Zinc is Essential, But Don’t Go Overboard

December 8, 2014 Updated: December 8, 2014

Zinc is one of the trace elements essential for good health. But taking zinc supplements to fight respiratory infections may be more trouble than it’s worth.

Long before zinc was known as a cold cure, it was an unusual metal. The name comes from an old German word zink, meaning peaked or pointed. It was first mentioned in the West by Paracelsus, the renowned Swiss herbalist and alchemist of the 16th century, although India had developed zinc smelting techniques a few hundred years before.

Zinc is a brittle metal, but it does not rust so it is used to protect other metals, like iron, from corrosion. Today, zinc has numerous applications in industry—from batteries to rubber making—and as a result there is considerably more zinc found in the water and environment. In 1983, zinc replaced copper as the main metal in U.S. pennies.

The importance of zinc on human health was revealed about 50 years ago with signs of zinc deficiency in the developing world. Where there were symptoms of impaired growth, acute diarrhea, and immune dysfunction, researchers found low zinc levels in soil and a population with poor zinc absorption due to high concentrations of phytic acid from a predominantly cereal grain based diet.

In our bodies, zinc has an important relationship with cadmium, an extremely toxic heavy metal that occurs naturally in the environment, and also used in the production of hydrogenated oil, cigarettes, instant coffee, and cola. If zinc is too low, a person becomes vulnerable to cadmium exposure. Adequate zinc levels prevent cadmium absorption.

Several organ systems and bodily processes require zinc to function properly. Zinc contributes to wound healing, fertility, cell growth, bone health, and is essential to smell, taste, and appetite.

Oysters, herring, and red meat are foods with the highest concentrations of zinc, but it is also found in pumpkin seeds, lentils, and spinach. If you’re looking to optimize your zinc intake through diet, chew food well. Zinc supplements often take the form of a lozenge because of how well it absorbs in the mouth.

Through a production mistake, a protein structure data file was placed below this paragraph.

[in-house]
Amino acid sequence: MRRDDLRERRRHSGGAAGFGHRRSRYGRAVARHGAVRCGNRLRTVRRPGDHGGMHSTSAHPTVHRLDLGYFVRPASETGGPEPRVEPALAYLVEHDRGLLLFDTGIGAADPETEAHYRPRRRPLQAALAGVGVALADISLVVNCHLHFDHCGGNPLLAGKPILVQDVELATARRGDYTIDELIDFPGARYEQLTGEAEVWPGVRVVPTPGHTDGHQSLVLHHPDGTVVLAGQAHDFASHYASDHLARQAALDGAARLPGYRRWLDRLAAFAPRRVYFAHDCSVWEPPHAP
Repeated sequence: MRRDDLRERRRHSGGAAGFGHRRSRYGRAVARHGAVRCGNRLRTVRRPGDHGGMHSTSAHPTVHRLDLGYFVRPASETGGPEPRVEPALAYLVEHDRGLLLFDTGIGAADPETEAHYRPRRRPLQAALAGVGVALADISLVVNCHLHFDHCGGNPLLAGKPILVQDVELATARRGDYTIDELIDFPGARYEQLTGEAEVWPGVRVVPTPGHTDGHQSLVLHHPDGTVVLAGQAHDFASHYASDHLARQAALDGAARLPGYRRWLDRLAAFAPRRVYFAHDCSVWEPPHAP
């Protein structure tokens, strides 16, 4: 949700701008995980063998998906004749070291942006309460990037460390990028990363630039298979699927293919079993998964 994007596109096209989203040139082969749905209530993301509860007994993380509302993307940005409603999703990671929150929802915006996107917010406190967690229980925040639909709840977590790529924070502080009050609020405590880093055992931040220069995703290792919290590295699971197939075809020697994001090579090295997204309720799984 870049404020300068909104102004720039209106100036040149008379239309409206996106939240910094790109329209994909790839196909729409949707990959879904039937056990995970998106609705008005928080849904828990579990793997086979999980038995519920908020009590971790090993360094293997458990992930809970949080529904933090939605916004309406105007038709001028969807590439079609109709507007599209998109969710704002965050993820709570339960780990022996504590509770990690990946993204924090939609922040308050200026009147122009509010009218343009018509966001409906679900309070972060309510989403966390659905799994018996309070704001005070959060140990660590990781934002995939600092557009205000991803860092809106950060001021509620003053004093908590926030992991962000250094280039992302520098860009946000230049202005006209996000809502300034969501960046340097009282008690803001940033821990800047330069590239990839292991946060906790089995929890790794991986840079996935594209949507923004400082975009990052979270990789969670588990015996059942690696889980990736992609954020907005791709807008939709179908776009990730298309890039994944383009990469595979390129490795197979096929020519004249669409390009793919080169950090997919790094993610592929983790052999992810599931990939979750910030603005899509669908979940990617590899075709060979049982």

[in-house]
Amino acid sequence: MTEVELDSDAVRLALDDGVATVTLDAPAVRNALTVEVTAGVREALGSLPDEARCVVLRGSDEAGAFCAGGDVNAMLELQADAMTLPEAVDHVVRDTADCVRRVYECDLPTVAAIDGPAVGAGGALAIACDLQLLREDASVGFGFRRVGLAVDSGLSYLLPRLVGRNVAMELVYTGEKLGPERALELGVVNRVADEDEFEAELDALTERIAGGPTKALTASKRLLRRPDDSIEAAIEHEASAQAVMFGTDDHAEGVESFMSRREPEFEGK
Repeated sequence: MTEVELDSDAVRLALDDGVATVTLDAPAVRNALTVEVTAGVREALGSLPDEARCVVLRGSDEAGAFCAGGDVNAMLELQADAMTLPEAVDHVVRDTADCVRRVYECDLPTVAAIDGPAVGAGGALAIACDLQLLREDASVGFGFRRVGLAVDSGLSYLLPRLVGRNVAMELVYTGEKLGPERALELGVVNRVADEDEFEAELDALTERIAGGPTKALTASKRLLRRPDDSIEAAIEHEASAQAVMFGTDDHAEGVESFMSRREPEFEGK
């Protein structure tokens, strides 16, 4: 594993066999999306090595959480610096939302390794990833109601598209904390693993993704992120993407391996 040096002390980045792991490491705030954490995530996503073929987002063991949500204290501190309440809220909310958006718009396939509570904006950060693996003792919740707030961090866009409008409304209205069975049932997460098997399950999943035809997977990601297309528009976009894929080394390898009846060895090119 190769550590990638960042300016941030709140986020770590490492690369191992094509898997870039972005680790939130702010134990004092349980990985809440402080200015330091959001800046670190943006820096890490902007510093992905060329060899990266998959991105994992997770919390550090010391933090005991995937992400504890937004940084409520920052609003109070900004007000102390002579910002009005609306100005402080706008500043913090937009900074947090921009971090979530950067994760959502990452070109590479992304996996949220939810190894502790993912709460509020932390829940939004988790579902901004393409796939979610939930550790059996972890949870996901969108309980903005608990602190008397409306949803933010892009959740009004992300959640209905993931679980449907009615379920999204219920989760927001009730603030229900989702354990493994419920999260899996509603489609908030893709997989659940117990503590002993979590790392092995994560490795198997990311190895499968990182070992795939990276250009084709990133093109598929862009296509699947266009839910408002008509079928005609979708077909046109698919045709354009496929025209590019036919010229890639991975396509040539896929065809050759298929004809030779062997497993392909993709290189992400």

Deficiency and Excess

Zinc deficiency is still a serious problem in developing countries. According to the non-profit International Zinc Association, zinc deficiency is ranked as the fifth leading risk factor in disease.

In the industrialized world zinc deficiency is rare, but supplementation is popular. Zinc comes in lozenges, syrups, nasal sprays, and more.

When shopping for zinc supplements, consider the chelator—an organic acid required for cells and tissues to absorb minerals. A comparative study from 1987 identified zinc picolinate to be the most absorbable form. Zinc citrate is often used in toothpaste and mouthwash to prevent plaque.

Since the 1980s, zinc supplements have held a reputation for shortening the duration of colds and flus. Zinc ions have been shown to exhibit antiviral properties, and a study published in JAMA in April 2014 found that zinc supplements can shave off about one day of illness. Previous studies suggest that zinc taken in the early stages of an infection may also shorten its duration and severity.

Zinc supplements are also promoted to increase male sex drive, or as a performance enhancing supplement for athletes. But too much can cause problems, and for some an overdose is easy to achieve. In 2009, the U.S. Food and Drug Administration warned consumers against Zicam—a cold and flu remedy nasal spray featuring zinc—because 130 people reported losing their sense of smell in the first couple doses.

Excess zinc can lead to other symptoms such as a metallic taste in the mouth, headache, vomiting, and diarrhea. Elevated zinc levels may also reduce the effectiveness of antibiotics and other drugs.

So how much is too much?  Some health experts believe a balanced diet provides adequate levels, and supplementation is usually not necessary, but individual needs and absorption rates can vary. The International Zinc Association says that children, pregnant women and lactating mothers, athletes, vegetarians and the elderly often require more zinc. The National Institutes of Health advises no more than 40 mg per day.

Follow Conan on Twitter: @ConanMilner